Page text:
Italian coffee culture is world-renowned. Coffee first came to Italy from the Middle East, but Italians are responsible for the coffee-drinking experience that we know and love today. Whether it’s having an espresso, sipping a cappuccino, or drinking a macchiato, you can have the best Italian coffee in true Italian style using our tips below.
When you’re at home
Italians have perfected the coffee machine. The “macchinetta”, or stove top percolator, can be seen across Italian kitchens (and now in many other countries as well). The famous aluminium Bialetti percolator was invented in 1933, and is the staple of an Italian kitchen. The design allows water to slowly boil, and the coffee retains its original taste, rather than tasting burnt. Many modern coffee machines use scaldingly hot water to douse their coffee, which can affect the taste. You can also use the machine to make cappuccinos.
For best results, make a few batches of coffee in your Bialetti macchinetta without drinking it. This supposedly gives the metal that unmistakable coffee taste. Rinse the percolator with hot water only, as dishwashing fluid will ruin the taste of the coffee, and allow it to air dry after usage.
For even better results, drink your authentic Italian coffee made in your Italian Bialetti macchinetta in a cup made by native Italian artisans. Our Colombino mugs are made of ceramic, hand thrown by the talented artisans of Ceramiche Tapinassi, which was established in 1954.
When you’re in Italy
All of the coffee types we know from the ubiquitous coffee shops in the United Kingdom and the United States are a dilution of traditional Italian coffee. Espressos bought from a chain are bought to wake up before work, and cappuccinos are consumed with meals. However, in Italy, there are certain differences in coffee culture that every traveller should know.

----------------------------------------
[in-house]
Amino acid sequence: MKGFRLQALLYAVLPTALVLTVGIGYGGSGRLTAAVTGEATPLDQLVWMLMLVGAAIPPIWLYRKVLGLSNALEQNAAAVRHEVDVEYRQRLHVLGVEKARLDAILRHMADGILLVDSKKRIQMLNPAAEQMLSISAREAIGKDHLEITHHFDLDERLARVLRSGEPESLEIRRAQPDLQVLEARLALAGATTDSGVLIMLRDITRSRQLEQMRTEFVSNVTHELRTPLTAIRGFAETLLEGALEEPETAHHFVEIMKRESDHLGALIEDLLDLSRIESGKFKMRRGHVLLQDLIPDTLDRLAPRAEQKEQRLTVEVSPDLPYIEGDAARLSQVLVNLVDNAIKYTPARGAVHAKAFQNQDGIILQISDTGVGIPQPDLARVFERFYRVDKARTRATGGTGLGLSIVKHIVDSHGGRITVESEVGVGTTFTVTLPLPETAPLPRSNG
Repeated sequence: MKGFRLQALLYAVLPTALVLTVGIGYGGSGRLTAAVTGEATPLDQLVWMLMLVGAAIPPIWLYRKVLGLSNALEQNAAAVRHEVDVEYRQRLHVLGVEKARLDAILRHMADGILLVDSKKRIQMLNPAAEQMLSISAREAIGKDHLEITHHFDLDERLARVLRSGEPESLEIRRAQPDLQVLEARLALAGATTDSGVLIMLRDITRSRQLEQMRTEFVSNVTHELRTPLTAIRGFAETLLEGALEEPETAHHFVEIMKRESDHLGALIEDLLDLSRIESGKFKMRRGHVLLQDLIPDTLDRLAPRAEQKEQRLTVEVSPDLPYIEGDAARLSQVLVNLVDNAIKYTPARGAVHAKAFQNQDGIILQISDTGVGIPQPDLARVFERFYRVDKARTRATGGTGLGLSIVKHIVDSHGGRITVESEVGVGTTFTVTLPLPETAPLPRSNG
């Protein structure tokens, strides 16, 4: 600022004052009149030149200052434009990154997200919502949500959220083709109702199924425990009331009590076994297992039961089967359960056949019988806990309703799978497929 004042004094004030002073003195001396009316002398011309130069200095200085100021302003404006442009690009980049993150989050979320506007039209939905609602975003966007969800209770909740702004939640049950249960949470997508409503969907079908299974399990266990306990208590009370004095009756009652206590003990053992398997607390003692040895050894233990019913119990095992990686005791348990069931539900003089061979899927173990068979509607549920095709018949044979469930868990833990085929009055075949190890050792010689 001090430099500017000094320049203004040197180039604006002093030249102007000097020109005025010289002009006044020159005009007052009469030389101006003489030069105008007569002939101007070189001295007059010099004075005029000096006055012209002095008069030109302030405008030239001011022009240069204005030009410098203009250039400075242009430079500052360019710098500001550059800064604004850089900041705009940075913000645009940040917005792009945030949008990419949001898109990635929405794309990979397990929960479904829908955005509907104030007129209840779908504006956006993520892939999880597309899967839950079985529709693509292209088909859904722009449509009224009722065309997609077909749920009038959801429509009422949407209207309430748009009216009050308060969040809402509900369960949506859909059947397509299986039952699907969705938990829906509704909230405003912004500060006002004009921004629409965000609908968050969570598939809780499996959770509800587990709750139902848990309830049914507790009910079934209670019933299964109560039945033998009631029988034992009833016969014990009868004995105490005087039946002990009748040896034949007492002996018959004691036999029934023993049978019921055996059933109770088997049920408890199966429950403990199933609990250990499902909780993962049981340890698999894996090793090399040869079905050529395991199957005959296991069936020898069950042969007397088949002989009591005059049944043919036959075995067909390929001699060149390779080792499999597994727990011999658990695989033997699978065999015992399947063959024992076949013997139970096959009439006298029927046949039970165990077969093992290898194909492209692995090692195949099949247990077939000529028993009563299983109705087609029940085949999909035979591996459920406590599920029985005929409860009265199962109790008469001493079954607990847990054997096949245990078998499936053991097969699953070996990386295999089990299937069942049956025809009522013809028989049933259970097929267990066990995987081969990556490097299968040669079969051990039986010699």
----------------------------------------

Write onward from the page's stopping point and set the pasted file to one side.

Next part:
A caffè in Italy doesn’t just mean coffee, it means you are asking specifically for an espresso. A ceramic tazzina, or small-size cup, will arrive with a small saucer and stirring spoon, but it will be pure espresso coffee inside. Coffee shops are known as “bars”, and Italians will stop off for a quick espresso at many points during the day, not just during the morning rush. Cappuccinos are considered a whole meal in themselves, and many Italians will not drink cappuccinos with meals or later in the day. Mochas, frappuccinos, and other named drinks do not exist in Italian coffee culture; we recommend experimenting to find your perfect coffee.
If you’re looking to recreate Italian life in your kitchen, why not drink your coffee on a table laden with Italian linens? Have a look at our March into Spring sale to find your perfect Italian look.